Westpac expects that its core banking functions, like customer deposits and transactions, will sit in the public cloud within ten years.
But that won’t happen until the public cloud market, as well as the surrounding debate concerning security and privacy, reaches a level of maturity.
Speaking at the AWS Summit in Sydney today, Westpac chief information officer Dave Curran revealed the bank saw a path to host its core systems in the public cloud.
It is currently working through a mammoth infrastructure overhaul that will see it shift as much as 70 percent of its existing workloads to private and public clouds.
The remaining 30 percent that isn’t shifted into private or public cloud - predominantly old systems that don’t have a real need to change - will remain on-premise.
The bank is already using public cloud services for customer-facing platforms like its website, fingerprint sign-on technology for its mobile app, and its newly-released Westpac Keyboard banking tool.
It is working towards putting its core systems - those that house customer information like deposits and transactions - into its new private cloud.
But CIO Dave Curran today revealed he expects Westpac’s entire infrastructure to eventually be moved into a public cloud environment.
Speaking to iTnews on the sidelines of the AWS Summit, Curran said the shift was likely to happen within ten years.
“Once [the private cloud migration is complete] and that’s the new norm, that’ll then lead the second set of conversations around the public cloud,” he said.
“Systems where deposits and money sit will have a lag and for good reason; [they] will go private before public, but my view is that they will go public [cloud].
"But we will allow the public domain to grow in maturity [before that happens].”
A lot needed to change in the public cloud market - as well as wider society - before that shift could happen, Curran said.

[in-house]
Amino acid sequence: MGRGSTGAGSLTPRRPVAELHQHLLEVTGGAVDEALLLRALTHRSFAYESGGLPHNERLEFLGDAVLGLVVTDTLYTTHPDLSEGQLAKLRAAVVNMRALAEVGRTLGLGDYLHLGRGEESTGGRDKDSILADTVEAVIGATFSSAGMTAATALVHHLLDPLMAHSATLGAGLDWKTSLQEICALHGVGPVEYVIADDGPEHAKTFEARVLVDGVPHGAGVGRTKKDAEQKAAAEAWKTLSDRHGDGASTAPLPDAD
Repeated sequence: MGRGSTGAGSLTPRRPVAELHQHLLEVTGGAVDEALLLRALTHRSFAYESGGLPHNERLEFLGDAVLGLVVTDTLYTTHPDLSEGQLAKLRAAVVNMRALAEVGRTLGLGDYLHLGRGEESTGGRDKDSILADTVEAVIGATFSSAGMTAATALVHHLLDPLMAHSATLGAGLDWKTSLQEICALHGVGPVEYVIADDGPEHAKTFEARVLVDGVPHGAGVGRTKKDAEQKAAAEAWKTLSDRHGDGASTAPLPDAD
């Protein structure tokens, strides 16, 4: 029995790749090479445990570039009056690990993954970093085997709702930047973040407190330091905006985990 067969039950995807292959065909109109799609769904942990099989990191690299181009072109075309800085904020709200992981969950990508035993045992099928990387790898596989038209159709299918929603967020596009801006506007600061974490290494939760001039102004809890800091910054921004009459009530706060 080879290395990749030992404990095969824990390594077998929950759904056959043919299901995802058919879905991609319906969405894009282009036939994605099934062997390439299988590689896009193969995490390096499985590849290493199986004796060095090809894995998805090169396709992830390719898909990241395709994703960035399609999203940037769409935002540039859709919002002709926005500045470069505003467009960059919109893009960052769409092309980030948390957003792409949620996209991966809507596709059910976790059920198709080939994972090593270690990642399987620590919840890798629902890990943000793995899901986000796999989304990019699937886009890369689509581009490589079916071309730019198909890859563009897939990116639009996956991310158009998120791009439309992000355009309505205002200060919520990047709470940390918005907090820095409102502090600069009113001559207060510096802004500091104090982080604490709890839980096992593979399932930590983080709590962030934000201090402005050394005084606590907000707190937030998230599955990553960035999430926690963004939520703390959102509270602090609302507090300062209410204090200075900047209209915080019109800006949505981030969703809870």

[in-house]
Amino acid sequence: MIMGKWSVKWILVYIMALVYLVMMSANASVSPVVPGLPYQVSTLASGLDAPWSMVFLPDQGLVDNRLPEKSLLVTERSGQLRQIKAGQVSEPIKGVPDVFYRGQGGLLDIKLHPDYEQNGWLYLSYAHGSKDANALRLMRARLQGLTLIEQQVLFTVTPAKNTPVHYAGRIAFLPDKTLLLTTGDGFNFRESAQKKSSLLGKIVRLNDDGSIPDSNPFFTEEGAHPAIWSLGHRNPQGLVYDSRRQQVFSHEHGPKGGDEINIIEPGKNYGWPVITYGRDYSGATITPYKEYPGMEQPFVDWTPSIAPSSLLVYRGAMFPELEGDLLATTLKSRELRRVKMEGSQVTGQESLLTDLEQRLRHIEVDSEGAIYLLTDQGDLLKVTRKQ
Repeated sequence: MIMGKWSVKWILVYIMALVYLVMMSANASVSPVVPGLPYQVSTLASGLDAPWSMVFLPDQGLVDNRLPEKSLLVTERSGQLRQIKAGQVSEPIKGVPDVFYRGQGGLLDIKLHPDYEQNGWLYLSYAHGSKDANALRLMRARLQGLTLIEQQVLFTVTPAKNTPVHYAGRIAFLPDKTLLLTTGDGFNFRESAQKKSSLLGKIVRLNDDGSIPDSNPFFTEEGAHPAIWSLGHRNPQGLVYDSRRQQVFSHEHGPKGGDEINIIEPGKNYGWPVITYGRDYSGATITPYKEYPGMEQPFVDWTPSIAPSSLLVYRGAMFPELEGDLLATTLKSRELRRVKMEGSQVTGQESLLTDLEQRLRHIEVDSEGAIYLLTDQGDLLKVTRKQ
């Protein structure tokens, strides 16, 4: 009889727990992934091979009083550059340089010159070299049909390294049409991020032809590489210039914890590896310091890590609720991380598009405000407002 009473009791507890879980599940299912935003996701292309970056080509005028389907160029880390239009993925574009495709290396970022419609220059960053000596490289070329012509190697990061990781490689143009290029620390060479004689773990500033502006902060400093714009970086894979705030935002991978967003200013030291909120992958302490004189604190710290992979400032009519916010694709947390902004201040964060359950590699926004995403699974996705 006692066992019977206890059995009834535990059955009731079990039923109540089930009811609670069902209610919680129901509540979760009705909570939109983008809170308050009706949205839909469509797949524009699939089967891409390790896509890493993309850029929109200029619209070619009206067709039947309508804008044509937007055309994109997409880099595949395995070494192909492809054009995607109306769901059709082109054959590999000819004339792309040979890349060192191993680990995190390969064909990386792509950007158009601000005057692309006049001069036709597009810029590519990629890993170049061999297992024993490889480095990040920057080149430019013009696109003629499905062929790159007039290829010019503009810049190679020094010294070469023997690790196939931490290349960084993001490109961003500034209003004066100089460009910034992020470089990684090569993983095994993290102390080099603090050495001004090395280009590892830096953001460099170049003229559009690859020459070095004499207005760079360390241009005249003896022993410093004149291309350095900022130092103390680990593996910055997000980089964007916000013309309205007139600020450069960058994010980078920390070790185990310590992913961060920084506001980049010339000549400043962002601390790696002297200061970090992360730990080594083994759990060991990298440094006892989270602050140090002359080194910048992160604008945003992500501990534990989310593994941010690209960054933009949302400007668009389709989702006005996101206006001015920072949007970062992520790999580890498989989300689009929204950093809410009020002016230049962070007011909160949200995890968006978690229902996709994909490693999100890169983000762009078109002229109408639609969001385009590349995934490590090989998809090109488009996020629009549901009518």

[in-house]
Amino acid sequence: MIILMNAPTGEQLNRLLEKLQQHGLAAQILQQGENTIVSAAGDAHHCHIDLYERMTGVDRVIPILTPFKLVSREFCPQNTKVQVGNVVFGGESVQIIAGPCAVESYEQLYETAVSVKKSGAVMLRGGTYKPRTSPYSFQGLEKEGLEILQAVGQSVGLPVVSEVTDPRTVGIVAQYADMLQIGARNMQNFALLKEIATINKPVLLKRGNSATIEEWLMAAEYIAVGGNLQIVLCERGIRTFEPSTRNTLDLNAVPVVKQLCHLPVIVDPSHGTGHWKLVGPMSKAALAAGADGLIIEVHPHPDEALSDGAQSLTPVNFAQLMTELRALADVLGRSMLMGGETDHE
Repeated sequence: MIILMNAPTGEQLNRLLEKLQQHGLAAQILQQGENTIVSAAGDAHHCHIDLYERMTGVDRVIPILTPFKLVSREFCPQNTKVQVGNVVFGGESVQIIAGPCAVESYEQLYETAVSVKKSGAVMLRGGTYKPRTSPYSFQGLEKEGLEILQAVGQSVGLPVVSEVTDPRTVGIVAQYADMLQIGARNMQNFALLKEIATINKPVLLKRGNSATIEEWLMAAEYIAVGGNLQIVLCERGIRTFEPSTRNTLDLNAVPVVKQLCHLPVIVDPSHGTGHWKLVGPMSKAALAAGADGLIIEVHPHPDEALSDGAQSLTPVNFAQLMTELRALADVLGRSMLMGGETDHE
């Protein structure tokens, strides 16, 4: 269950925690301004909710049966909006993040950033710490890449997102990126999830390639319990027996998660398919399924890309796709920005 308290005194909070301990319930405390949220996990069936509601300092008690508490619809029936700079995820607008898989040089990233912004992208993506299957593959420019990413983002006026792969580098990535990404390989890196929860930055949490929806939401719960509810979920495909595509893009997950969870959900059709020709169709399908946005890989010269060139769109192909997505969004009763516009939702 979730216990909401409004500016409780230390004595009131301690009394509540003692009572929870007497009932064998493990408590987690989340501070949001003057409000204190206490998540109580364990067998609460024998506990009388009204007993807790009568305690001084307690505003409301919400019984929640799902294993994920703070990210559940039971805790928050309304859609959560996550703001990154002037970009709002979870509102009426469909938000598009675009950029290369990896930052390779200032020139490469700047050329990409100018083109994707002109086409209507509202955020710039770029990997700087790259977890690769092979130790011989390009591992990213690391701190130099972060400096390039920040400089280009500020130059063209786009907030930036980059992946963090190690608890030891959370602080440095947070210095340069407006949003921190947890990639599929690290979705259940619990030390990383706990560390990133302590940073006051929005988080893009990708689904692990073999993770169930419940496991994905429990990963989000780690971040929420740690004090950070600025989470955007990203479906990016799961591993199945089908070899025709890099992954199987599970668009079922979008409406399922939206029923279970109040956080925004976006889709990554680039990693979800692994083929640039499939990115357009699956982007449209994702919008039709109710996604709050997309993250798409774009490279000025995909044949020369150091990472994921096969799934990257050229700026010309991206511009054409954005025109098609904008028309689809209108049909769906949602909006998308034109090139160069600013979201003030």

Firstly, public cloud providers needed to make a stronger push into the enterprise.
"Cloud into enterprise is very different than enterprise into cloud, and that’s still working it’s way through,” he said.
“You see people like AWS - who started very much in the ‘born in the cloud’ world - coming back into enterprise with things like dedicated compute and the VMware partnership.
“I had to stay sovereign. I can get that right now. Two years ago I couldn’t do it.
“That’s all making it easier for the enterprise to move towards [public cloud].”
The second challenge that needed to be overcome before Westpac could move sensitive customer data to the public cloud, Curran said, was educating society more broadly on cloud computing.
“Cloud is probably the largest shift we’ve seen in technology from a consumer’s point of view. And the majority of people don’t yet really understand what it is, [despite] using it every day,” Curran said.
“You just need one person to start a care campaign - “your data in the public cloud is not safe” - and then [customers] lose confidence in the technology.
“Just that statement alone is enough to scare people. [You get past that] with education.”
Maturing the public debate would require buy-in from technology companies as well as political leaders and the media, Curran said.